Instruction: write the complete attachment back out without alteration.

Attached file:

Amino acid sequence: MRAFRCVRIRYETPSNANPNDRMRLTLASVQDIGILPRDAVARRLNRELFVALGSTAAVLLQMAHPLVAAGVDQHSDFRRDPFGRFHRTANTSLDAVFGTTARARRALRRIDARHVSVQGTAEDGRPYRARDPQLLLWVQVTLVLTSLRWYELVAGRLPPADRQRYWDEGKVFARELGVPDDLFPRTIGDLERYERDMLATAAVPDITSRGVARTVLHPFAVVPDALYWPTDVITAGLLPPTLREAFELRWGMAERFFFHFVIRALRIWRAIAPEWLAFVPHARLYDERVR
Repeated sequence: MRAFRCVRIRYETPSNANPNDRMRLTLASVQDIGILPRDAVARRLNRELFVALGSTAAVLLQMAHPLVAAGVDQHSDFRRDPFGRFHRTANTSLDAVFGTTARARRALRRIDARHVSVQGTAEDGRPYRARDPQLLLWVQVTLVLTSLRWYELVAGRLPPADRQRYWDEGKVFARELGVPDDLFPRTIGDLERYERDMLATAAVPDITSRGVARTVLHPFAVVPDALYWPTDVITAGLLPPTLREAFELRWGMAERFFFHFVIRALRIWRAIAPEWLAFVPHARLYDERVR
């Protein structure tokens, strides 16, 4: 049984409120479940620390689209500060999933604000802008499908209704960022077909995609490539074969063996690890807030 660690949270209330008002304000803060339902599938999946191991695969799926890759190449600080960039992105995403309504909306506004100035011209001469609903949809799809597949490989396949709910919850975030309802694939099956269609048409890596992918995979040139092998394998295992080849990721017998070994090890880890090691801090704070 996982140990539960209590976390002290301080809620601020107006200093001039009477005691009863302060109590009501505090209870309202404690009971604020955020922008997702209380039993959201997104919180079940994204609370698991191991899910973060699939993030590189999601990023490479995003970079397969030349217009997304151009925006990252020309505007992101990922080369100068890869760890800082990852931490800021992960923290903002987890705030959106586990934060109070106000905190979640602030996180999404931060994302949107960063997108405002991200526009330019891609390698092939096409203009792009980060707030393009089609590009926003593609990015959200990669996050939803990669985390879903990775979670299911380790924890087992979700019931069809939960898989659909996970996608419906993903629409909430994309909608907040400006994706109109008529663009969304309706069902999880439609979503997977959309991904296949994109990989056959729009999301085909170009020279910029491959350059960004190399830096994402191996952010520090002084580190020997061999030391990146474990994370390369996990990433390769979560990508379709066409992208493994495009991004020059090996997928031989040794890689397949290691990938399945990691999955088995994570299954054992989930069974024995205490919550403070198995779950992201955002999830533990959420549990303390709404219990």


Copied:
Amino acid sequence: MRAFRCVRIRYETPSNANPNDRMRLTLASVQDIGILPRDAVARRLNRELFVALGSTAAVLLQMAHPLVAAGVDQHSDFRRDPFGRFHRTANTSLDAVFGTTARARRALRRIDARHVSVQGTAEDGRPYRARDPQLLLWVQVTLVLTSLRWYELVAGRLPPADRQRYWDEGKVFARELGVPDDLFPRTIGDLERYERDMLATAAVPDITSRGVARTVLHPFAVVPDALYWPTDVITAGLLPPTLREAFELRWGMAERFFFHFVIRALRIWRAIAPEWLAFVPHARLYDERVR
Repeated sequence: MRAFRCVRIRYETPSNANPNDRMRLTLASVQDIGILPRDAVARRLNRELFVALGSTAAVLLQMAHPLVAAGVDQHSDFRRDPFGRFHRTANTSLDAVFGTTARARRALRRIDARHVSVQGTAEDGRPYRARDPQLLLWVQVTLVLTSLRWYELVAGRLPPADRQRYWDEGKVFARELGVPDDLFPRTIGDLERYERDMLATAAVPDITSRGVARTVLHPFAVVPDALYWPTDVITAGLLPPTLREAFELRWGMAERFFFHFVIRALRIWRAIAPEWLAFVPHARLYDERVR
């Protein structure tokens, strides 16, 4: 049984409120479940620390689209500060999933604000802008499908209704960022077909995609490539074969063996690890807030 660690949270209330008002304000803060339902599938999946191991695969799926890759190449600080960039992105995403309504909306506004100035011209001469609903949809799809597949490989396949709910919850975030309802694939099956269609048409890596992918995979040139092998394998295992080849990721017998070994090890880890090691801090704070 996982140990539960209590976390002290301080809620601020107006200093001039009477005691009863302060109590009501505090209870309202404690009971604020955020922008997702209380039993959201997104919180079940994204609370698991191991899910973060699939993030590189999601990023490479995003970079397969030349217009997304151009925006990252020309505007992101990922080369100068890869760890800082990852931490800021992960923290903002987890705030959106586990934060109070106000905190979640602030996180999404931060994302949107960063997108405002991200526009330019891609390698092939096409203009792009980060707030393009089609590009926003593609990015959200990669996050939803990669985390879903990775979670299911380790924890087992979700019931069809939960898989659909996970996608419906993903629409909430994309909608907040400006994706109109008529663009969304309706069902999880439609979503997977959309991904296949994109990989056959729009999301085909170009020279910029491959350059960004190399830096994402191996952010520090002084580190020997061999030391990146474990994370390369996990990433390769979560990508379709066409992208493994495009991004020059090996997928031989040794890689397949290691990938399945990691999955088995994570299954054992989930069974024995205490919550403070198995779950992201955002999830533990959420549990303390709404219990």